Combat in Midnight Suns is a boots-on-the-ground 3D tactics arena. You take 3 superheroes in, each packing a deck of 8 moves – 4 attacks and 4 defensive or skill-based moves. The cards are dealt as a group, and therefore really enhance the team feel – you don’t have two moves as Blade every turn, you have 3 card plays as a team. This brings everyone into the fray. But of course, as a result it’s heavily randomised.

You might draw terrible cards and have to use up redraw options. Or every card might be for Captain Marvel, or just that hers work best at decimating the array of enemies, and give the most Heroic points, and then end in a heroic move. It adds an element of cohesion to the team dynamic, but across multiple randomised plays.

Attacks build up a Heroic gauge which can be used to play big damage cards, area attacks etc but it’s a resource you are always trying to build up and use every round. Heroic points also allow for use of the environment. Every stage/arena is littered with junk, pallets, explosives, stacks of newspaper, you name it, just waiting for our heroes to use up a point, instead of a card, and throw it at an enemy. Plenty of attacks feature Knockback, which can be used to double the damage by hitting enemies into obstacles, each other, or worst of all, the waiting blades of a teammate.

Avengers… Assemble

Because of all this, positioning matters a great deal as you might expect in a tactics game, but traversal doesn’t. You’ll never be using turns to creep across the map to reach distant objectives – there’s no maximum distance to movement really. This means there’s no maximum range either – you can hit anyone in the area, and anyone can hit you. It’s all to do with who these characters are – why constrain Spider-Man to a grid – he can web sling anywhere around in an instant, Iron Man can fly, Magik can teleport. By allowing these SuperHeroes to be themselves, and thereby removing distance as a factor in encounters, Firaxis has reinvented the subgenre.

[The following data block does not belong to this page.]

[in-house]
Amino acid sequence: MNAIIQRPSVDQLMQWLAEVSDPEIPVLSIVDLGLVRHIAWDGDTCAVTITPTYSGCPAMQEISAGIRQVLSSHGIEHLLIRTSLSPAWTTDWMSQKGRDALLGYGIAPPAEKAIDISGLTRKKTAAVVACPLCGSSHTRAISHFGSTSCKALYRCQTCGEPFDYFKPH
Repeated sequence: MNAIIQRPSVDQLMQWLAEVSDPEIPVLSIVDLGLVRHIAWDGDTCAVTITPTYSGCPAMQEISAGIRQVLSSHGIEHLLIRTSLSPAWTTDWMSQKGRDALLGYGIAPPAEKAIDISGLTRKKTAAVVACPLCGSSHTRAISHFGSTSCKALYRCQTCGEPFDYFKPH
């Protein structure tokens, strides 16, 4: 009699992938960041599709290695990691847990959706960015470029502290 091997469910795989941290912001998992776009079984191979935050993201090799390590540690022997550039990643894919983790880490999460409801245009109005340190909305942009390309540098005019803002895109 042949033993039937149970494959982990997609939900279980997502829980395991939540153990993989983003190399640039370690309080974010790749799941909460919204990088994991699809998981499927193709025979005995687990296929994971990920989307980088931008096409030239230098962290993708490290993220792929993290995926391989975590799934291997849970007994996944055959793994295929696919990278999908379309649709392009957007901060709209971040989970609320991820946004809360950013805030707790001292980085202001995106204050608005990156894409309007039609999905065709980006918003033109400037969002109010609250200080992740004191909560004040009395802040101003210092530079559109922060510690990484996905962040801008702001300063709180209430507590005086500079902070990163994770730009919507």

It’s a liberating way to play a tactics game. I consider myself an experienced tactics player, and I had to throw out a great deal of practiced modus operandi. You suddenly have to be aware of every enemy, not just those you think are in range – they’re all in range. You have to take every opportunity, no matter how small, because you will get overwhelmed and fast.

Enemies and bosses also serve to make things interesting. Hydra grunts come in a number of shapes and sizes, but two particular types. Ones with health and those that are one shotters. Ones with health clearly need to be chipped away at with more than one attack, but one shotters only take one hit – no point wasting big damage on them, but perhaps they could be thrown into their colleagues, or used in a chain or the centre of an area hit. The trouble is the system often deals you enemies in waves – one-shotters can still hit just as hard so you need to use up valuable moves and card plays to take down as many as possible each round.